A LOCAL magistrate says he is sick of having to deal with drink drivers, who don’t seem to get the message that their actions are putting lives at risk.
“Having a driver’s licence is a privilege, not a right. Don’t risk it – and don’t risk your own and other people’s lives,” Magistrate Shane McAnulty said.
“There is a culture that seems to have accepted that it is okay to have a few drinks and get in the car and drive home.
“It is not okay – that culture has to stop; it is a huge problem, and it is putting lives at risk.”
Mr McAnulty said while he understood people like to have a couple of beers to relax, he condemned those who would get behind the wheel with alcohol in their blood.
“Nobody seems to think of the consequences,” he said.
“You have a night out with mates and a few drinks and on the way home you clean up a person.
“People don’t think it’s something that would ever happen to them – until it’s too late.”
If in doubt, walk home
Mr McAnulty said the lack of public transport would encourage people to drink and drive.
"If you can't get a cab, walk - you're not walking to the end of the Earth; you can walk around the town in 30 minutes."
The magistrate said there were also courtesy buses available to and from most pubs, in a bid to keep patrons - and other road users - safe.
More education needed
Mr McAnulty said the especially young people would not understand the consequences drink driving could have - including seriously injuring or even killing themselves, their mates or innocent strangers.
"Young people don't seem to see the bigger picture: the pain they can cause with their actions, but also the fact that they can be sent to jail for a long time," he said.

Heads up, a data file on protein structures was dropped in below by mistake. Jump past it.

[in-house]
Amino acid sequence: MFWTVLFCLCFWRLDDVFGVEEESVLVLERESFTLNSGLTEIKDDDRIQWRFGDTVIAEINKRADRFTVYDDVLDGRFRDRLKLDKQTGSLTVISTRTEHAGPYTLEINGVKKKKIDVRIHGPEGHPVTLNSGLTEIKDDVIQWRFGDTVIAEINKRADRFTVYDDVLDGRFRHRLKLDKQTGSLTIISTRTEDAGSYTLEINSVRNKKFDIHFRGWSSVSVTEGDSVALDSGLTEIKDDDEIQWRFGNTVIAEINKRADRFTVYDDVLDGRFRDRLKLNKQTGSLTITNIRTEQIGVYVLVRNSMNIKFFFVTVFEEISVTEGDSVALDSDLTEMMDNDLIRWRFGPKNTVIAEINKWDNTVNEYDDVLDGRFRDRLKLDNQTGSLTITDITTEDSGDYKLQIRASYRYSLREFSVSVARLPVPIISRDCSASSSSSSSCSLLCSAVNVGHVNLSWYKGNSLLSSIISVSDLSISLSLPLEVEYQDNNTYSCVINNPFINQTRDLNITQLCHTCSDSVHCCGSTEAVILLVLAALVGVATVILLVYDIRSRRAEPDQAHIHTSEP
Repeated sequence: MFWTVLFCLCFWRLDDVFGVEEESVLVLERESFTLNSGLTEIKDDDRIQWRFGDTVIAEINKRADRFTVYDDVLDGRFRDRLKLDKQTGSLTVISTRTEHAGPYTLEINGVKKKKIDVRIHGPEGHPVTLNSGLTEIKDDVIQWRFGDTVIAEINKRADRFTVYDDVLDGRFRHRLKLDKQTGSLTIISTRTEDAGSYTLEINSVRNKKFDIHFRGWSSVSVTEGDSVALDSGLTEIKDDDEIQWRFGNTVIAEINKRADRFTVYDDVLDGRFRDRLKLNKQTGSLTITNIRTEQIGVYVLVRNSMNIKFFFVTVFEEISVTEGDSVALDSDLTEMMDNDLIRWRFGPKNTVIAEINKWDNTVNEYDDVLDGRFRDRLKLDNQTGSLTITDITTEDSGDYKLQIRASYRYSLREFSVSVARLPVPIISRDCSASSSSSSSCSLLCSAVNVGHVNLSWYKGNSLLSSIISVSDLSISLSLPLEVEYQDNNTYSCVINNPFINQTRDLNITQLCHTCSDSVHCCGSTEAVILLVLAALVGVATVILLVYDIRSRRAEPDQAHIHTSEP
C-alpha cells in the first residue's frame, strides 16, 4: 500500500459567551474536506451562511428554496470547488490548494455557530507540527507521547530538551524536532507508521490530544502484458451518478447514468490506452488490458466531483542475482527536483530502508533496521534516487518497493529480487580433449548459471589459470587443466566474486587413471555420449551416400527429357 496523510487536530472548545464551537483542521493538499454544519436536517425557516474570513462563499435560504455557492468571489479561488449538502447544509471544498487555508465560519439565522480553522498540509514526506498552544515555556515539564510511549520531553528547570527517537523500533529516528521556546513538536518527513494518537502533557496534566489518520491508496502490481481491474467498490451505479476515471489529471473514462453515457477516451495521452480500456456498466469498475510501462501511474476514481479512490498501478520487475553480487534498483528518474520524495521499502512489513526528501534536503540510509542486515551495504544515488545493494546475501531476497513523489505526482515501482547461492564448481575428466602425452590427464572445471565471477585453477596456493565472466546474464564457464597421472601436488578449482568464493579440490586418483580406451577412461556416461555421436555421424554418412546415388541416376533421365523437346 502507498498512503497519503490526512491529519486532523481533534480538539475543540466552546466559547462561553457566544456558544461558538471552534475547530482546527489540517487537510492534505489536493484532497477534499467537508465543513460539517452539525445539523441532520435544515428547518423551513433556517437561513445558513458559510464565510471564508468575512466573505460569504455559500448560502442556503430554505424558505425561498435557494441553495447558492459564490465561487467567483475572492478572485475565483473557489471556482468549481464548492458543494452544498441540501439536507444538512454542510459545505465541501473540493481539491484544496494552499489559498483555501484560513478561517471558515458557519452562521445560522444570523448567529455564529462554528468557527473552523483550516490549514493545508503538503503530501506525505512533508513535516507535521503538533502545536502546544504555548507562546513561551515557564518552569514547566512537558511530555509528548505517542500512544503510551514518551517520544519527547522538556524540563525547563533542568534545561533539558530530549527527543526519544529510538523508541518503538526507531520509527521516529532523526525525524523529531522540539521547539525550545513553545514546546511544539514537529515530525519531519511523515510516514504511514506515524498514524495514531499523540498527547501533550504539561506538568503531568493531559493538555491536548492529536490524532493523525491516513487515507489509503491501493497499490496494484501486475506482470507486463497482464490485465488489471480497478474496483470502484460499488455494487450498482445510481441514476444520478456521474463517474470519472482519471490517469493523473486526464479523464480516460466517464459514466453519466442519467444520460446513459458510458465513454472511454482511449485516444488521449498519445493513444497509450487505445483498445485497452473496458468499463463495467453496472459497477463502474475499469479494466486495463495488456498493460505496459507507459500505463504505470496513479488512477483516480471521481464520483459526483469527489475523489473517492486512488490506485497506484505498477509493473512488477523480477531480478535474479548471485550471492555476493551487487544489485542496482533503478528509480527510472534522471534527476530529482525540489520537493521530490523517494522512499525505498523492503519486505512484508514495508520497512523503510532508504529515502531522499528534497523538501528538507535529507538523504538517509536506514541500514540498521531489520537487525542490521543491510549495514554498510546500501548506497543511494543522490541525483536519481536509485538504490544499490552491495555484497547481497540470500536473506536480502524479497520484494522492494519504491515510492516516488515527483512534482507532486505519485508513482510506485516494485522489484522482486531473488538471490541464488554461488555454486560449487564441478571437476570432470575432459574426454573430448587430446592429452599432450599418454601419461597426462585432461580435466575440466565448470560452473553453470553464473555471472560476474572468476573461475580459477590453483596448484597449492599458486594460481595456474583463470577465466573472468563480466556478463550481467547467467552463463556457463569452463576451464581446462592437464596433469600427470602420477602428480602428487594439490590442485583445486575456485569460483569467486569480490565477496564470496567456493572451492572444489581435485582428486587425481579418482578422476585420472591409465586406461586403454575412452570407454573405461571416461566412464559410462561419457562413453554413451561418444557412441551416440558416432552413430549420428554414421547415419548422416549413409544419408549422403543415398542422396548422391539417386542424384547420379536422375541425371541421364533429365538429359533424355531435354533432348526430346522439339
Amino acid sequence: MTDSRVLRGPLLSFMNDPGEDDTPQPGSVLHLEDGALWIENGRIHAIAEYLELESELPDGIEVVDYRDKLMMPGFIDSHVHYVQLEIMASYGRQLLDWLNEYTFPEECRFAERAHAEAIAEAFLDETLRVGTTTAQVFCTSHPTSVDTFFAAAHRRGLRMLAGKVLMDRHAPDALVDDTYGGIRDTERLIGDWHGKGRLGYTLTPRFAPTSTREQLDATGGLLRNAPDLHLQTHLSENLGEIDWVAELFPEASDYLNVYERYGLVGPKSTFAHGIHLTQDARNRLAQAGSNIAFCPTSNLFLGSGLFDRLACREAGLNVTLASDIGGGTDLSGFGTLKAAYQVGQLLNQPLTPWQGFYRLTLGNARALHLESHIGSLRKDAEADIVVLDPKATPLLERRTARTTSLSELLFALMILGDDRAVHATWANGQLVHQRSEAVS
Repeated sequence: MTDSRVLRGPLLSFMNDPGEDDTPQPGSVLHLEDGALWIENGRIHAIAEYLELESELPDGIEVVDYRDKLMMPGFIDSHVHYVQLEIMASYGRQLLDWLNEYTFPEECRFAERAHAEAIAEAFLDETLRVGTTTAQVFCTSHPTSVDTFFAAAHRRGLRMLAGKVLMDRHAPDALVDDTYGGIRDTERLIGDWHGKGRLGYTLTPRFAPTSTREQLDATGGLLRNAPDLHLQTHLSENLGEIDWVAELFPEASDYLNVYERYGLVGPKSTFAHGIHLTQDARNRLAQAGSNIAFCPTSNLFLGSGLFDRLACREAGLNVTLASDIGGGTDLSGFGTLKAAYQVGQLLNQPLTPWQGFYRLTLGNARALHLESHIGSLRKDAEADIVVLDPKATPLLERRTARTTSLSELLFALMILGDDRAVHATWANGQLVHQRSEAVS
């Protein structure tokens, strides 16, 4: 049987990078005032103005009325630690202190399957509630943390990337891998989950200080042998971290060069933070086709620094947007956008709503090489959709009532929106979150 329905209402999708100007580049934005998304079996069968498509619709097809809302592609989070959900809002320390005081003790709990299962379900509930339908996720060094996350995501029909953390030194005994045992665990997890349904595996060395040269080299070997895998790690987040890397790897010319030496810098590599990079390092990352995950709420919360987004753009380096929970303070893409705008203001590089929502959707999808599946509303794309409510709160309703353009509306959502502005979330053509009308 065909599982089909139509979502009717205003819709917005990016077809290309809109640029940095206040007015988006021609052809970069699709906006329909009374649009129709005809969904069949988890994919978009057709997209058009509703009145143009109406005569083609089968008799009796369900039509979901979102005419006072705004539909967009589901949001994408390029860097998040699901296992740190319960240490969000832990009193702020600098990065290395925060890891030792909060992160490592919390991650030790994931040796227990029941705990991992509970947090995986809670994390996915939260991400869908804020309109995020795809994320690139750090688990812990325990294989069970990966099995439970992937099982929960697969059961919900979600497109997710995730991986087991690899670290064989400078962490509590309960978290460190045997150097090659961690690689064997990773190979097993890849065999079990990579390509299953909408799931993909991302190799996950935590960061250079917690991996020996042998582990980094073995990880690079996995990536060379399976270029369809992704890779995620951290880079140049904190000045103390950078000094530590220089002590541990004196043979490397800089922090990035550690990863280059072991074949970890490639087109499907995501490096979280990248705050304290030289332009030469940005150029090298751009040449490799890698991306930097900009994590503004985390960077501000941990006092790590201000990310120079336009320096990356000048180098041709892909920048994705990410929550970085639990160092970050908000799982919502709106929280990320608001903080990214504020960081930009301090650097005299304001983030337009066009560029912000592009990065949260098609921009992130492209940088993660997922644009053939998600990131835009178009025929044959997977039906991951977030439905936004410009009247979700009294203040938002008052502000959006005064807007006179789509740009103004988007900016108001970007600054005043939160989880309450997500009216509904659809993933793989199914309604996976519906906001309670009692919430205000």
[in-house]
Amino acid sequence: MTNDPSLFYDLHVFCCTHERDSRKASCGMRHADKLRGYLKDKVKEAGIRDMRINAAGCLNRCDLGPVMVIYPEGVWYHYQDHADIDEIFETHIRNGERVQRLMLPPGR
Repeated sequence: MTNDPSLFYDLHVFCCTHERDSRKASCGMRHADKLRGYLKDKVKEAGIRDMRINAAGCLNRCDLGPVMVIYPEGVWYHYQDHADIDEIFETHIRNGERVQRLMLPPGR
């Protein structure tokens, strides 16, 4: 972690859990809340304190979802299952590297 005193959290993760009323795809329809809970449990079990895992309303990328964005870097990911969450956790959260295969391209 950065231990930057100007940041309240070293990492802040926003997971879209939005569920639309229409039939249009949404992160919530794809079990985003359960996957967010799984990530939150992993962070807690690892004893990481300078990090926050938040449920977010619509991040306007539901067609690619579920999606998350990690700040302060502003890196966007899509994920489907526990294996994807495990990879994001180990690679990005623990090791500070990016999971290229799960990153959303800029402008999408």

"They don't consider that someone will have to tell a family that their young child has been killed.
"Our kids never expect things to go wrong - but they really need to see the reality of their actions."
The magistrate - said the successful traffic offenders program - which offenders get referred to by courts - should be run in schools in a bid to educate the younger generation before they get their licence.
"Unfortunately, the powers that be believe there is not enough money in the budget to bring the program to schools," he said.
Be a good mate
Mr McAnulty said while he was not trying to be "the fun police", he urged everyone to enjoy themselves responsibly and look out for each other.
"In small communities reality hits home when a mate gets injured or killed in a crash," he said.
"When you're out at the pub and see a mate have a few drinks before getting in the car - take responsibility and pull him up. If you're sober, give him a lift home. Or get him a cab.
"Don't let your mates drive when they've had a few drinks."